Well, there it is… there is your application if you are looking for one… kind of hits you over the head like a two by four… Go and do likewise. This is how the revolution works! Jesus announces the kingdom, he demonstrates the kingdom and then he calls others into the life and work of the kingdom.
The kingdom of God, the revolution that Jesus came to initiate involves the renewal of all things. And in this revolution, Jesus wants to change your heart so you can change your world. Let me say that again… he wants to change your heart so you can change your world. As you are loved by an unquenchable love, your capacity to love others grows.
So, as I said, the application is pretty simple – go and do likewise… because really this is about continuing on the life and works of Jesus as a community. This is how God renews his creation… he calls and commissions a people to go and do likewise.
I reckon if you are a Christian you need to be involved somehow in helping the poor, the battered and the broken. Hopefully you do that by supporting your local church that in turn supports organisations like the local Salvation Army. All of us are called to radical love of our neighbour… and as Jesus has shown in this parable, that means those in need. A lot of you are sponsoring children. Keep going! Victoria and I give a percentage of our income not just to the church but also to an orphanage in Mozambique. Greg who comes to Manly Life sets up orphanages in the poorest parts of the world… check out the website, speak to him, get involved.
But one of the most important things we learn in this passage is that love stops for the one in front of us. And love looks like something. It is not an ideal; it is an action. It cost the good Samaritan his own personal safety, it cost him his ride, it cost him money for the inn. And it also cost him his comfortable personal prejudices. He crossed social boundaries, ethnic boundaries, historic boundaries…Because love knows no boundaries.
Could you impact a hundred lives, could you change the world? Well it starts with the one. And usually it is the one in front of us whose path we have cross. Love stops for the one. Love looks like something. It is how Jesus treats us.
Post the resurrection of Jesus, his followers are to take the good news of new life to the world. The shape of this mission is to tell people about the love of Jesus, shown on the cross, and to demonstrate the power of Jesus through healing and dispelling evil. This is how his kingdom advances into the world and changes everything.
Proclaim and demonstrate… proclaim and demonstrate!
Matthew, Mark and Luke tell the actual story of how Jesus was born. You may be familiar with it… angels, shepherds, a donkey, a baby born in a manger. But what John does in his account of Jesus’ life is start his story with the meaning and significance of what is happening. The Word, that is God it says, has become human and has dwelt amongst us. It says we have seen his glory, and it is full of grace and truth!
The world is currently mourning the loss of another truly great person, former President of South Africa, Nelson Mandela. A couple of year ago a great movie came out called Invictus. Have you seen it? It had all the elements of a great film; intriguing politics, a sporting victory, and no soppy love story! The film tells the story around the 1995 Rugby World Cup and particularly how Nelson Mandela and Francois Pinaar – the white Springbok Rugby Captain united the nation.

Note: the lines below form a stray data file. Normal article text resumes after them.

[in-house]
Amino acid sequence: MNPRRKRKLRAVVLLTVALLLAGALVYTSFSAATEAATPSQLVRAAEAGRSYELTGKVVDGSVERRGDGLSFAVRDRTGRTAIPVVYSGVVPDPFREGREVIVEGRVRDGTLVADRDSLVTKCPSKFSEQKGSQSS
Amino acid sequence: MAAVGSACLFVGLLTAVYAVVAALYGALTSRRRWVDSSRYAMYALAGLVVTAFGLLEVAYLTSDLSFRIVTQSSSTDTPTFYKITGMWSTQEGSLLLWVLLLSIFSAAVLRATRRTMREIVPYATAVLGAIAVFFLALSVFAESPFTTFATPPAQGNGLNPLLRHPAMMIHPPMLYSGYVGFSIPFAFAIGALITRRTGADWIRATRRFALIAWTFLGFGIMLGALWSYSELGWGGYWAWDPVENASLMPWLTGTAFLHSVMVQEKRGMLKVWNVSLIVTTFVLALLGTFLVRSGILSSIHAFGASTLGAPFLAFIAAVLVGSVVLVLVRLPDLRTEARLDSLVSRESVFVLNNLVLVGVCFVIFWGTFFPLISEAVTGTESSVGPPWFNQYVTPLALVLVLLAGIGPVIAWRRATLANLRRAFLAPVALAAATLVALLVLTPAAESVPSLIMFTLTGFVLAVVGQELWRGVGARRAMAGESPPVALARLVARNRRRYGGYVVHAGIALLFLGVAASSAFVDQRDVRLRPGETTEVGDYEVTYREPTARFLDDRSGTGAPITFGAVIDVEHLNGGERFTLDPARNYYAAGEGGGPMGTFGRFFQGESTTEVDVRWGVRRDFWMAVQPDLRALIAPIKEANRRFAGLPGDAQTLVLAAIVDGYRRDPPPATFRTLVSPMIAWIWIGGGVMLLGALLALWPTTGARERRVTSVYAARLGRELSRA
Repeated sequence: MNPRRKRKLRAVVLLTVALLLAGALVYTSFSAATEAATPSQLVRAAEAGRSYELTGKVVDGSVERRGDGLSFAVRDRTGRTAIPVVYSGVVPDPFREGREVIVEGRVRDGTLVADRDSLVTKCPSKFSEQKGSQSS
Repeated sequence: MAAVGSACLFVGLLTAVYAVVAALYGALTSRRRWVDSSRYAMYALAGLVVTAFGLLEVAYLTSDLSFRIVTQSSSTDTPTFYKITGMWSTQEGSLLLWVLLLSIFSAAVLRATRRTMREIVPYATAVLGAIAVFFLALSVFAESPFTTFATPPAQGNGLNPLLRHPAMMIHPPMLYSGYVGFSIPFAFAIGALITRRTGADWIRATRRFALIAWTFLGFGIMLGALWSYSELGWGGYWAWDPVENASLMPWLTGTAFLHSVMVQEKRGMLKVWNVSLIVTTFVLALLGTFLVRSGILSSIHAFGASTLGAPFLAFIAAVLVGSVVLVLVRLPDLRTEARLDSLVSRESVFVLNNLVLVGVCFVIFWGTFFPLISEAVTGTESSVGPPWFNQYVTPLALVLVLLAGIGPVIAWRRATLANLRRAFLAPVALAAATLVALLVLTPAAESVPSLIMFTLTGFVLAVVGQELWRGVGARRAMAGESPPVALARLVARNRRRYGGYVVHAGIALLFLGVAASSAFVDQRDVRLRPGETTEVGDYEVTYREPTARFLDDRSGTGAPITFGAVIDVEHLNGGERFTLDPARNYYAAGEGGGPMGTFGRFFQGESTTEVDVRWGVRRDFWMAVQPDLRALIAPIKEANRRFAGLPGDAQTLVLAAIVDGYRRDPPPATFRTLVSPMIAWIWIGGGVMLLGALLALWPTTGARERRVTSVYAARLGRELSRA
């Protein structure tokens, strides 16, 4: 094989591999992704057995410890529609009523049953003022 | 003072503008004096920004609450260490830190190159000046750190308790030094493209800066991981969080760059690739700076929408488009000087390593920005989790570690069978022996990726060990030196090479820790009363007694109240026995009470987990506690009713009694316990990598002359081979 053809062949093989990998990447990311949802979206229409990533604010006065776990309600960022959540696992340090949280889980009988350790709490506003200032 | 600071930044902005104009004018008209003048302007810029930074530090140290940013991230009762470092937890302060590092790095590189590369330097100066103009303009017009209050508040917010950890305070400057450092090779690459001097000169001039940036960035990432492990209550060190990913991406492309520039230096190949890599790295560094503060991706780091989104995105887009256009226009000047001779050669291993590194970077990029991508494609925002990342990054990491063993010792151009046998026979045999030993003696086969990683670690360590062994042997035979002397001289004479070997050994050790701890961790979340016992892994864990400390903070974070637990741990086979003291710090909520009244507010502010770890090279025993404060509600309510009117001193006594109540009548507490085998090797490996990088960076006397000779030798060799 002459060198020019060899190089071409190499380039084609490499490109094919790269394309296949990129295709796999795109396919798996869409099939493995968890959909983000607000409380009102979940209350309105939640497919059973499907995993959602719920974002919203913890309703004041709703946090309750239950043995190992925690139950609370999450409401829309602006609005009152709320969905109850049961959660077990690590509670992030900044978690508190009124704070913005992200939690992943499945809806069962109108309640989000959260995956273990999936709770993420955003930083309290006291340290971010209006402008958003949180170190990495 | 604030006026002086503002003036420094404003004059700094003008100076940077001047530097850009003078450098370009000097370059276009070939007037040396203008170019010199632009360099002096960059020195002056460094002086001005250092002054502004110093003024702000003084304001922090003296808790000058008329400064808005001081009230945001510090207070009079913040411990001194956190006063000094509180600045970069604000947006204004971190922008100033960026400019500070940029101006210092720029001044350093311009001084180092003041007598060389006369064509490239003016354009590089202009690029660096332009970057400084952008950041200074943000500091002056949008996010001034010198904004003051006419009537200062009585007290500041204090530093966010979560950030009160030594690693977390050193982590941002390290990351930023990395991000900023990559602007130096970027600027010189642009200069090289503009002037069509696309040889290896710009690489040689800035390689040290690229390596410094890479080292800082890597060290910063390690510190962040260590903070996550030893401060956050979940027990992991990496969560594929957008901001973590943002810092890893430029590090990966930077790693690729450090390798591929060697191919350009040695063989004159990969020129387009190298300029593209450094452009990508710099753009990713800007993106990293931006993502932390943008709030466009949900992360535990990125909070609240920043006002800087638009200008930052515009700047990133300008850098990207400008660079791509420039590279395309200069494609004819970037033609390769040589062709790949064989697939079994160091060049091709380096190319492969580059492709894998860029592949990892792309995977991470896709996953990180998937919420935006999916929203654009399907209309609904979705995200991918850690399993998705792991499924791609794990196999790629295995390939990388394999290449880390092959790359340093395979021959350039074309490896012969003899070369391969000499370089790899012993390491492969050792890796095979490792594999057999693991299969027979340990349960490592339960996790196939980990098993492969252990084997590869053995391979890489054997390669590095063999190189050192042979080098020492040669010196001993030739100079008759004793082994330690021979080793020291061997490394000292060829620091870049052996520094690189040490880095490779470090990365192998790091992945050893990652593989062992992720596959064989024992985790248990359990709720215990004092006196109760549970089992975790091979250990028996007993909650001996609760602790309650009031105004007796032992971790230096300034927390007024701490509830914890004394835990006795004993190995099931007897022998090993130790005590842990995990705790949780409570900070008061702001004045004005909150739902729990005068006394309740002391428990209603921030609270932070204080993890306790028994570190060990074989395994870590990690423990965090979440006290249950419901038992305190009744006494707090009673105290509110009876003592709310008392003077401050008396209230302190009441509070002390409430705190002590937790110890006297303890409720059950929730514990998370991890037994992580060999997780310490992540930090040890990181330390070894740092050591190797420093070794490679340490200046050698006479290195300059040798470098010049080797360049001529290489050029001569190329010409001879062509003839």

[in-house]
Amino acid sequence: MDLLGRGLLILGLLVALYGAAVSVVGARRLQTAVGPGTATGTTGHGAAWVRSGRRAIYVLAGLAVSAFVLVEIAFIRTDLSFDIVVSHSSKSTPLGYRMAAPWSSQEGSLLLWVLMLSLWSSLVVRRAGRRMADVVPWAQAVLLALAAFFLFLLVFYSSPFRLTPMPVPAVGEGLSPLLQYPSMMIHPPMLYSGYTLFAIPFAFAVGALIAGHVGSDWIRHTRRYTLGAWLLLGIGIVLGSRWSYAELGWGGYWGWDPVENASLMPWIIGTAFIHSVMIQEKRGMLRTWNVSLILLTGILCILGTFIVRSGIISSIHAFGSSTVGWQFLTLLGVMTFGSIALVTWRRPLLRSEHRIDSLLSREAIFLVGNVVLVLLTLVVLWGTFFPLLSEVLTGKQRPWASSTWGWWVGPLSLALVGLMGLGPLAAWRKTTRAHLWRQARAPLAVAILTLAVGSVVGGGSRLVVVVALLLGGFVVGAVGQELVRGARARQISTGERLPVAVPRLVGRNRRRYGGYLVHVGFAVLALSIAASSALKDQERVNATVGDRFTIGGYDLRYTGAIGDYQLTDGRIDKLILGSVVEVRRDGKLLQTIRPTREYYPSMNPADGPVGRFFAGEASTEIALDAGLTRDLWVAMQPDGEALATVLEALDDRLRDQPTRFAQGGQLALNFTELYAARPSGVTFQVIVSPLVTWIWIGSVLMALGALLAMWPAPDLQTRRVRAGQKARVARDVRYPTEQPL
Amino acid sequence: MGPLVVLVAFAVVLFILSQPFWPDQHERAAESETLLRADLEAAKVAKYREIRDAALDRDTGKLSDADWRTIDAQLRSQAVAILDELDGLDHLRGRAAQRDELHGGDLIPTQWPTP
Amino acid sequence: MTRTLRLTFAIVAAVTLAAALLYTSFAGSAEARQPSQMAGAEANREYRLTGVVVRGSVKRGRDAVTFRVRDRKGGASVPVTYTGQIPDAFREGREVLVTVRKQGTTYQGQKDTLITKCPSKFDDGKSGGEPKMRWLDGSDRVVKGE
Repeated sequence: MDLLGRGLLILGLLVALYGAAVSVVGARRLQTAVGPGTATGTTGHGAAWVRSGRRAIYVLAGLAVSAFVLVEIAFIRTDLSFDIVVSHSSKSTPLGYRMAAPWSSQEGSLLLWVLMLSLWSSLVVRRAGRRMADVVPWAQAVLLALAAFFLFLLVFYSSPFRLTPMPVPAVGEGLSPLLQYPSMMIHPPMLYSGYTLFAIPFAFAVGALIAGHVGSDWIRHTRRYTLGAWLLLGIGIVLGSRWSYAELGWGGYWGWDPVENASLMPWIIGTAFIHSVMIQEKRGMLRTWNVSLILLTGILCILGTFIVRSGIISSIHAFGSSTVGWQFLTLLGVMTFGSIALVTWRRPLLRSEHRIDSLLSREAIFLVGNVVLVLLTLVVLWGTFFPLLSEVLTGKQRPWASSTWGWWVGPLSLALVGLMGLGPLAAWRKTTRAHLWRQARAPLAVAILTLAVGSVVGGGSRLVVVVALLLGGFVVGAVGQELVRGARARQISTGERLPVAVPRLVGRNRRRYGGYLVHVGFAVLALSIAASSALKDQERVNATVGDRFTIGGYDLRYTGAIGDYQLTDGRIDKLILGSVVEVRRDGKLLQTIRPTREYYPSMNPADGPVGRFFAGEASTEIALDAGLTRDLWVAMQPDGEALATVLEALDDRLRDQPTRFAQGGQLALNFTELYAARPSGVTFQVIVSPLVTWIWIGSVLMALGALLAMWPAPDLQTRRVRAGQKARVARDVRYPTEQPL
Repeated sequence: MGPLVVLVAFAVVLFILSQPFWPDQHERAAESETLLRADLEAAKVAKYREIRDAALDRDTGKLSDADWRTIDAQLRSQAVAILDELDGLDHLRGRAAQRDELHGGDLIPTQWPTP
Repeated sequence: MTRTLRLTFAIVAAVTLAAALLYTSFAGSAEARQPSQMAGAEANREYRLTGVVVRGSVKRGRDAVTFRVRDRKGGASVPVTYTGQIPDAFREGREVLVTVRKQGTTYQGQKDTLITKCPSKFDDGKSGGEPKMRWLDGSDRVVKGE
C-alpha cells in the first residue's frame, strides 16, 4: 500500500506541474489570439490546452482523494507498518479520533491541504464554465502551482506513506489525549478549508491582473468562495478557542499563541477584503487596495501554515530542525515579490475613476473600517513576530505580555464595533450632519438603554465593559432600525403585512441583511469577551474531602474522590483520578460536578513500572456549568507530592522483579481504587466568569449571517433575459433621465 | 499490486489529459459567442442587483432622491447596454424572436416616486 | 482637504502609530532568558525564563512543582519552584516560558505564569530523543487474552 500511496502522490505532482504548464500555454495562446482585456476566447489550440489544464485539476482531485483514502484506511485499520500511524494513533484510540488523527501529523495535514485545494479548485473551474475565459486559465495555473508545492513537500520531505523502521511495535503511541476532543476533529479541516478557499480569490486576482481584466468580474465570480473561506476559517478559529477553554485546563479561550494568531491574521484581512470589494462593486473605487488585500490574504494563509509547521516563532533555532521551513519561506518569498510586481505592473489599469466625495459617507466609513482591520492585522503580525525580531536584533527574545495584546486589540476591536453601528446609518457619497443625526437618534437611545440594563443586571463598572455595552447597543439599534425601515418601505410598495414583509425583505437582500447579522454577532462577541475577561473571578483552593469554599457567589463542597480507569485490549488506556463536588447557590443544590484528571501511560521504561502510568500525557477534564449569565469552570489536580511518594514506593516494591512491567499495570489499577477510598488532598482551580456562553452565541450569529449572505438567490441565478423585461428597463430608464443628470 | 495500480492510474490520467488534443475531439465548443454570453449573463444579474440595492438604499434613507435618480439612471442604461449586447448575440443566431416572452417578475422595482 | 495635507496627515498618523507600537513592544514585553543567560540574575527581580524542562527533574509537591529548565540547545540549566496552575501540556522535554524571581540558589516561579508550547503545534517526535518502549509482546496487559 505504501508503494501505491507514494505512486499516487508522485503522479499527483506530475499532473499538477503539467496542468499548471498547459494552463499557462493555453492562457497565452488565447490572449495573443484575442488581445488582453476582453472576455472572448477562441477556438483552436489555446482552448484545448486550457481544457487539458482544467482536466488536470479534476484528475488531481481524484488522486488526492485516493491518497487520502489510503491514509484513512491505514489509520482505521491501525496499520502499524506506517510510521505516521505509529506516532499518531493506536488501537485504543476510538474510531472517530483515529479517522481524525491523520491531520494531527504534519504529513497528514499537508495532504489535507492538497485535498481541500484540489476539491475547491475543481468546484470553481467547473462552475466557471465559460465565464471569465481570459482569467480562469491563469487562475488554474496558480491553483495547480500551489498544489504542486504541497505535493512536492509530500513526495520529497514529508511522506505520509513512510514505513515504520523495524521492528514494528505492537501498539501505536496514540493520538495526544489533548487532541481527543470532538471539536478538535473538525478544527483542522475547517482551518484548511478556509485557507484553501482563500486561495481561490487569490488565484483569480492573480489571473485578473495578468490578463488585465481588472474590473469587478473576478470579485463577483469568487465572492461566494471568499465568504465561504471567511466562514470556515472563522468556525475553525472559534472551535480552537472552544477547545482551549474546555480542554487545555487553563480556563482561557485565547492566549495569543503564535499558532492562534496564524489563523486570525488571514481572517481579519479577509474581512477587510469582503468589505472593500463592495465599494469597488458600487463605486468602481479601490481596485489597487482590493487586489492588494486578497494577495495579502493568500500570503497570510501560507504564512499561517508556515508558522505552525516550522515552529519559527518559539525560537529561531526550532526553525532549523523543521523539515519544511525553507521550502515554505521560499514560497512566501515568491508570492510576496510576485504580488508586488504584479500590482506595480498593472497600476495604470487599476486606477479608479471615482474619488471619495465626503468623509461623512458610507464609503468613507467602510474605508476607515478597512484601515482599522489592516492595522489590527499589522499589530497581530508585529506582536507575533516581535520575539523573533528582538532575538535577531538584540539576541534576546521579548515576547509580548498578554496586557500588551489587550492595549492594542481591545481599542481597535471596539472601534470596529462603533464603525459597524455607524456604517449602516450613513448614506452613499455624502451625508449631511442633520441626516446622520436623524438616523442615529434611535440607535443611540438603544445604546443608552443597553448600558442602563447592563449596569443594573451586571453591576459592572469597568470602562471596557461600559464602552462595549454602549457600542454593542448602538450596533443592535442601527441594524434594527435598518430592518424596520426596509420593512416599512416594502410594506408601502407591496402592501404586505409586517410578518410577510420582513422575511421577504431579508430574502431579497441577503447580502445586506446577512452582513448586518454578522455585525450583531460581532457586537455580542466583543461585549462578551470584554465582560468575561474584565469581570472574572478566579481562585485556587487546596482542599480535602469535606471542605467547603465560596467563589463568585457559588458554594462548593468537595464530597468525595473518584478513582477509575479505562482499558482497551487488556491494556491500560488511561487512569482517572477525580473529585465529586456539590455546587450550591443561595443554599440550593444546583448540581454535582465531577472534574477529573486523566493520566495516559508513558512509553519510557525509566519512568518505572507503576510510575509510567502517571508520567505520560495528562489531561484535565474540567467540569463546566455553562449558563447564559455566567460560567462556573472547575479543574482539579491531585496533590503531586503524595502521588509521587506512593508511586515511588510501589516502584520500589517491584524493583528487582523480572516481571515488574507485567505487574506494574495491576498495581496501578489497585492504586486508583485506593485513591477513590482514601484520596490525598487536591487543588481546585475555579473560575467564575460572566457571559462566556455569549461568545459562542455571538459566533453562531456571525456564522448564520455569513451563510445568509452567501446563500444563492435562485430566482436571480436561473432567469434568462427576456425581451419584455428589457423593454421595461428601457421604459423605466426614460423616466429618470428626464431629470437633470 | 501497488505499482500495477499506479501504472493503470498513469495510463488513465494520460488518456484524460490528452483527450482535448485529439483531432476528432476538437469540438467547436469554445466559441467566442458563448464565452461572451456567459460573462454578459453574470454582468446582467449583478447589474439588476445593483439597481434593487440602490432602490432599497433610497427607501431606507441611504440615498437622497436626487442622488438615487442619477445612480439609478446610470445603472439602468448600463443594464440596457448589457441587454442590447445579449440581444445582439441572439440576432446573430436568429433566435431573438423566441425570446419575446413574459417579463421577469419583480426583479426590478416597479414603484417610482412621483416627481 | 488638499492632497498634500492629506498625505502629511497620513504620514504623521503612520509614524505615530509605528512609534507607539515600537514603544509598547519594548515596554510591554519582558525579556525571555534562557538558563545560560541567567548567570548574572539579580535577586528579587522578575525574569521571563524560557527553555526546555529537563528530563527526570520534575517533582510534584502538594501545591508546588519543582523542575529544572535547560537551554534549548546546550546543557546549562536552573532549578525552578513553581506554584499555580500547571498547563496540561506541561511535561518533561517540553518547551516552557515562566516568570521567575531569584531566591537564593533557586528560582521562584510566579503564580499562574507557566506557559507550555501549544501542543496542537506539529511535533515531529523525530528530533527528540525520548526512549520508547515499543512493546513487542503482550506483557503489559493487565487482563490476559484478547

You may remember the event – at the Rugby World Cup in 1995 Nelson Mandela comes out to give the Springboks the trophy and he is wearing the no.6 Springbok jersey – that of Francois Pinaar. The film, like John’s Gospel tells the story of the significance of that moment. The significance was that at the time the country was deeply broken and divided, half a century of apartheid rule had deeply scarred the nation.
And now, Nelson Mandela who had been in prison had emerged to become the first black South African President. The country however was still on a knife’s edge. The threat of violence and revenge hung over the nation. In the middle of this, rugby which was the sport associated with white dominance was hosting its World Cup in South Africa. Aware that the country needed healing and reconciliation, Mandela reached out to a divided country and in that incredible moment of forgiveness and reconciliation, he entered the stadium in a green Springbok jersey.
He wears the jersey that symbolises division and brokenness and turns it into an image of peace.
That is what grace does… Mandela who could have sought revenge instead enters the stadium and offers reconciliation! Grace is an amazing thing! It can change the world…
The story of Christmas is somewhat similar. Like Mandela whose act of grace changed South Africa, at Christmas we celebrate the living God, who for the sake of reconciliation, took on flesh and dwelt amongst us. Like Mandela who instead of revenge brought peace, God comes not to punish you but to love you and offer grace!
When God entered the stadium, that is, his world, the affect is even more remarkable. Like Mandela entering the stadium, God enters the world. As it says in John 1, the Word became flesh and made his dwelling among us. It says Jesus’ coming is like light shining in the darkness.